But there are things that I am unshaken by too. Aside from the brief 'omg-I'm-running-out-of-time' quandaries I have about age, I often remind myself that I'm only 27. I'm hardly old and it's just a bloody number. Sometimes when I'm asked, I have to take a moment to think because if I was to reply so quickly I'm sure I'd say 23 - that's the age I honestly feel. I'm unshaken by my body these days; it used to be a big deal to me more recent that I'd like to admit, but now it's a case of love me or leave me. I'm comfortable in my own skin. Yeah I have a belly and wobbly thighs and a uneven skin tone and wide shoulders - I like all of that. I like every single part of me and I'm really trying to look after myself in the best way possible, to help my headaches more than anything. I gave myself a period of grace after moving where I could gorge on chocolate and takeaways whenever I like, just like nesting into a new relationship. Now, I've manned up: giving up the free paninis at work is a tough deal but after filling my lunchtimes with stuff like a homemade blackened cajun chicken salad and baby carrots with lashings of sweet chilli houmous, the blow has certainly been softened. I drink water like it's going out of fashion. I walk everywhere and take a new route wherever I go. Even my mini money worries eventually get the YOLO treatment in my head; you can't take it with you when you die, after all.

Another thing I've been rediscovering my enjoyment in is simply listening to music again. I don't really know why, but I just haven't had the ear for listening to a lot of music for the past couple of years. I've given so many albums a spin in the last few weeks that my rusty last.fm account is wondering what all the drama is. I'm really enjoying the new Everything Everything and Mumford & Sons albums, Florence & The Machine and Noel Gallagher's High Flying Birds as previously mentioned, old favourites like Belle & Sebastian and The Bronx and Jake Bugg always, always, always. It's re-revved up my interest in volunteering at Leeds Festival this year and all the bands that I could have an opportunity at catching.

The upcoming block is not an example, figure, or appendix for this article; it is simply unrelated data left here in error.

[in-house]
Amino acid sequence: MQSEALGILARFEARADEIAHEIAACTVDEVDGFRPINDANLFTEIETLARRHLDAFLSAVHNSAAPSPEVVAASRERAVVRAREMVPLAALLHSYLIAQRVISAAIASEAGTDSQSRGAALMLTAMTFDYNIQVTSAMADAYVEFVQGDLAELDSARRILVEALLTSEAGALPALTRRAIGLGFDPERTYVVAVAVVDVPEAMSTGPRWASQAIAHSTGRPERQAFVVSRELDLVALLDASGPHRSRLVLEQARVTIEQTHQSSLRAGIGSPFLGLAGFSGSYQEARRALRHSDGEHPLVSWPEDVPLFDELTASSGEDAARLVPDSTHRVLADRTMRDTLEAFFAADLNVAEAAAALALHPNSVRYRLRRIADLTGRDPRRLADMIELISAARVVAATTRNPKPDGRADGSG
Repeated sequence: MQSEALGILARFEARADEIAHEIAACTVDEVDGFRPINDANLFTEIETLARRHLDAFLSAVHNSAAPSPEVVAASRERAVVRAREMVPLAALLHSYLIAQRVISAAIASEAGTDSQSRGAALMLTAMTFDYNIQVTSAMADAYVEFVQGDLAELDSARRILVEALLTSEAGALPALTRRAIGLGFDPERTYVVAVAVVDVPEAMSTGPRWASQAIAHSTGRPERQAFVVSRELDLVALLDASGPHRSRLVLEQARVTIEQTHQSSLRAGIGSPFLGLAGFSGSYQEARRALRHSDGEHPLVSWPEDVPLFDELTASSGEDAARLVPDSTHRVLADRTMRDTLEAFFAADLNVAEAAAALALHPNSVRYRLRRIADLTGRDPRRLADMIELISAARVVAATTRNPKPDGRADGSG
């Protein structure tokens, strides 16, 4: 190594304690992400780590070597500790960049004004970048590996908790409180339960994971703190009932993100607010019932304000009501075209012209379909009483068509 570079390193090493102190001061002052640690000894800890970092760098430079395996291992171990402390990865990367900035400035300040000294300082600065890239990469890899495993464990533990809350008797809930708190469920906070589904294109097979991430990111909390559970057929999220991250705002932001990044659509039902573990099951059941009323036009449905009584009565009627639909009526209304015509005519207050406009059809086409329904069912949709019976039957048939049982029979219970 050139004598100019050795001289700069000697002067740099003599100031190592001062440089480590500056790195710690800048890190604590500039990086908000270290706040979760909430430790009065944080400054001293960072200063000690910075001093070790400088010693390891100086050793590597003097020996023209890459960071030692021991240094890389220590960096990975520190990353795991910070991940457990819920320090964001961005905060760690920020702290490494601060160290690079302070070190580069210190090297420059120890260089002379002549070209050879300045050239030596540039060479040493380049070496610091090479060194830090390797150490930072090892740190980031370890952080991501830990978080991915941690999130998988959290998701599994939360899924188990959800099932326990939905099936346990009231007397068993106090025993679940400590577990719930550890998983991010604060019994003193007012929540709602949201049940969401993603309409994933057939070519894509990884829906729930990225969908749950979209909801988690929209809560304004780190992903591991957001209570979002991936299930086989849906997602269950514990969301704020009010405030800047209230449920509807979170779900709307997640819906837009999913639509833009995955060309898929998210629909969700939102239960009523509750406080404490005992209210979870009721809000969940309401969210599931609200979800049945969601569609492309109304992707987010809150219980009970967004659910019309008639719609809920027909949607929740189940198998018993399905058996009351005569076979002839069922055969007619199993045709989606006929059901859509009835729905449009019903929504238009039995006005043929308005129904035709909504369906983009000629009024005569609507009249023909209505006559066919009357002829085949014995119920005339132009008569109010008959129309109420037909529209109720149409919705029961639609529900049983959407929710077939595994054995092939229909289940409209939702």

What is the relevance of all of this? Nothing really; this is just a collective of words that my brain sent to my fingertips to type up for next-to-nobody to witness. But all of this and some recent thoughts have made me realise something quite drastic and of the utmost importance: I'm actually beginning to pinpoint that in the last couple of years I've been more down that I ever realised. The D-word is something that I would never throw around lightly (depressed, by the way) but I would perhaps say that isn't too far from the truth. The thing is, when you're there in the moment and wallowing in it, you can never quite see it for yourself. And as I mentioned before, I am the number one person at putting on that sunny disposition like a well-worn hat. Now I can look back and clearly appreciate, for lack of a better term, that I haven't been myself for a long long time. But that's okay, because everything is going to be so much better. In fact, it's mostly better already.